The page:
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Cookie Goodness

A whiff of cookies baking in the oven takes me back in time. Pure joy. Typically, it was Christmas and I was visiting my grandmother. While she wasn’t a very good cook, she sure knew how to bake! Cookies were a specialty and we kids did more than enough “taste testing.”

Since blood sugar is an issue for me, I’ve worked and worked at perfecting the perfect “sugar-free” cookie. After all, I would rather go without a cookie than eat one that doesn’t take me back to that special time in my life. My preference is a moist cookie, rather than a crisp one. And those are super hard to produce when you are baking sugar-free cookies.

The reason is simple: Sugar plays a key role in how a cookie bakes. And baking without sugar means you need to expect the dough won’t rise or spread, the cookies don’t want to brown, and the finished product is often dry.

So creating a great-tasting, sugar-free cookie recipe is a bit of a challenge. It’s not as simple as taking your favorite cookie recipe and simply swapping refined sugar for a substitute or a fruit butter. Knowing what to replace sugar with within your recipe is obstacle No. 1. Maybe you are using an alternative like sucrose or stevia in the raw (and if so, you need to know how each of them reacts to heat). Sugar substitutes will create a cookie that is more cake-like in texture. Sugar also caramelizes and browns your cookie.

There are two ways around that when you are making sugar-free cookies. First, you can wash your cookie with milk or egg white, and that will help foster browning, or, in the case of the recipe I have created, you can use cocoa powder. The color will mask the fact that the cookies haven’t darkened in color.

Refined sugar also makes a cookie tender and moist. If we remove the sugar, we want to make sure we put the moisture back in. In this recipe, we’ll do that with frozen bananas, dates and raisins. (You can also use prune butter, if you prefer.)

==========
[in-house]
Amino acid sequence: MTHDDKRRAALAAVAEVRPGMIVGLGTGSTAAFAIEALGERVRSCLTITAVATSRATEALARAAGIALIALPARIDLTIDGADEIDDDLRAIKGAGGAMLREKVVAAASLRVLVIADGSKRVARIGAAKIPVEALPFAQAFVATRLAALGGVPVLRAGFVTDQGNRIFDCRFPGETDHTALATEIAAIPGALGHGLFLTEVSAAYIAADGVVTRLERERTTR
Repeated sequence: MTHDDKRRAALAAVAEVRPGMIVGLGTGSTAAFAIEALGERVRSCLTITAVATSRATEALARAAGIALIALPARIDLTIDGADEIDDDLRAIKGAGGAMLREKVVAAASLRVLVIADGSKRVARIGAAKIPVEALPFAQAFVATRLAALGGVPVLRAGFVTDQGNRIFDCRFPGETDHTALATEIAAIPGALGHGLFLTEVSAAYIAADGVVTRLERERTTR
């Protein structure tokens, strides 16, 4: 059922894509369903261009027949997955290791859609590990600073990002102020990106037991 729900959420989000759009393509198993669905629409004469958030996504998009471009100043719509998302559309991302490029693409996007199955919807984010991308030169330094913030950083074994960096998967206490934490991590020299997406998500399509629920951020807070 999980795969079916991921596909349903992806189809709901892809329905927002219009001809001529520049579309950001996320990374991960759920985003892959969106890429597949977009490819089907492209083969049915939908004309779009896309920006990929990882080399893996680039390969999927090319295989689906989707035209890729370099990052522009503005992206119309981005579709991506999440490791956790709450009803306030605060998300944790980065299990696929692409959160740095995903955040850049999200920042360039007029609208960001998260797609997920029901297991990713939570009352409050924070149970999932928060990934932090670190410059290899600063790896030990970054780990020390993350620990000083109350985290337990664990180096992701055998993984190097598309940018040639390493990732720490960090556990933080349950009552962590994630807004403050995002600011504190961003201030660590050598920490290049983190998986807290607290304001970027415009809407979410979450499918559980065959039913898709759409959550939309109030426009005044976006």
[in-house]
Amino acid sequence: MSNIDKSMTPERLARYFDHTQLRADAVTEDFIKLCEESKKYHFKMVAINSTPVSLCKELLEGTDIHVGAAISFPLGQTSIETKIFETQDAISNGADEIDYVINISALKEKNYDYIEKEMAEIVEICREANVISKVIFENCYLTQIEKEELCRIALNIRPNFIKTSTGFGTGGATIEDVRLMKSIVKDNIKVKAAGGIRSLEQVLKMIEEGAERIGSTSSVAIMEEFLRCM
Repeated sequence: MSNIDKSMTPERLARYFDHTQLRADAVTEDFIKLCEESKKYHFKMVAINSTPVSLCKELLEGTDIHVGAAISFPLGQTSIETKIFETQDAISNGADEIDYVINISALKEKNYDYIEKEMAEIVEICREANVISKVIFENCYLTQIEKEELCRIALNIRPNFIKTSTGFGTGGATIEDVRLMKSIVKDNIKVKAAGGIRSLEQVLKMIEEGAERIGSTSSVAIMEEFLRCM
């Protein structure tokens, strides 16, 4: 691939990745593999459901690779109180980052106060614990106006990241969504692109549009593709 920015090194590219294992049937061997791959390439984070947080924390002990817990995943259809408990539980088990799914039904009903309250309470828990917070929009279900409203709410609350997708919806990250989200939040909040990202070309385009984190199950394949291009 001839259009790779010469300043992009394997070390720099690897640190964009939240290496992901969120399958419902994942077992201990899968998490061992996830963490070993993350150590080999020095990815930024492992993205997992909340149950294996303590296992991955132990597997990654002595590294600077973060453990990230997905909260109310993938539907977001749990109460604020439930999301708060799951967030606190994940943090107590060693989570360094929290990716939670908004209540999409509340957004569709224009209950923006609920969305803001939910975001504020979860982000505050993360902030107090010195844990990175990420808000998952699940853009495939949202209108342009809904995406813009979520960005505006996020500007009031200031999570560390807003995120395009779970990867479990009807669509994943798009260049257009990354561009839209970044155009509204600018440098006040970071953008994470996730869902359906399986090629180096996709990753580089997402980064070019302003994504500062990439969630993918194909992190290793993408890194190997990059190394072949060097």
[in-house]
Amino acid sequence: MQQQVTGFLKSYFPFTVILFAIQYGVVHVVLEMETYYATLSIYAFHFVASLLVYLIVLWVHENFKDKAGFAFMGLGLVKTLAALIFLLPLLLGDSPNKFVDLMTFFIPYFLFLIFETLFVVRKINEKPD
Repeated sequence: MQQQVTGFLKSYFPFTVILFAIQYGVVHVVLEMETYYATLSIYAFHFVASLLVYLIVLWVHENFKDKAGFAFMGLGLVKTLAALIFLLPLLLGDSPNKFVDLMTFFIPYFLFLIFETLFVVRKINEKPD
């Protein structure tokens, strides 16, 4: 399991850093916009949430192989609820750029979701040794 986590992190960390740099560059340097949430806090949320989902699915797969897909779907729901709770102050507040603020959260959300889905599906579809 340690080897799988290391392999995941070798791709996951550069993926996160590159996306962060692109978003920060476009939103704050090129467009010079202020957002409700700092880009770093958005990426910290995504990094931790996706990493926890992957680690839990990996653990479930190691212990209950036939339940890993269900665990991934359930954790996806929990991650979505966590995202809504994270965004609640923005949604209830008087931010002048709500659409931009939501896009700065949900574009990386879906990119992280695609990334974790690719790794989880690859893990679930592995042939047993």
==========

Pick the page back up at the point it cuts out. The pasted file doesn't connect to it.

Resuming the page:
Here’s the catch. We’re not using refined sugar, but make no mistake: These cookies have sugar in them. Plenty. And they have calories. The difference is the sugar is from fruit. But it’s still sugar and has to be accounted for if you’re trying to keep an eye on your blood sugar.

My recipe calls for frozen bananas. I know most of you are thinking . . . frozen bananas? The reason I use them is that’s how I store my overripe bananas. When I buy bananas, and they go past their prime, I’m not always ready to make something with them. So I stick them (peel still on) in a zipper bag in the freezer. Then, when I want to make banana bread, or a sugar-free dessert, I have very ripe bananas ready to roll. Don’t be alarmed when you pull them out; the peels will be dark brown. But the banana inside is simply perfect for baking.

So gather the ingredients and the amazing little people in your life, and create a memory—and a cookie—they’ll recall for years to come.

Click to view recipe.

Chris Xaver, Ph.D., is a local TV and radio personality with three children and five grandchildren. Her healthy lifestyle show, The Sweet Life, is airing on public television stations nationwide.


Photo above: Charlotte and Bryce Dunn photographed, George Dunn Photo.

© Family Times: The Parenting Guide of Central New York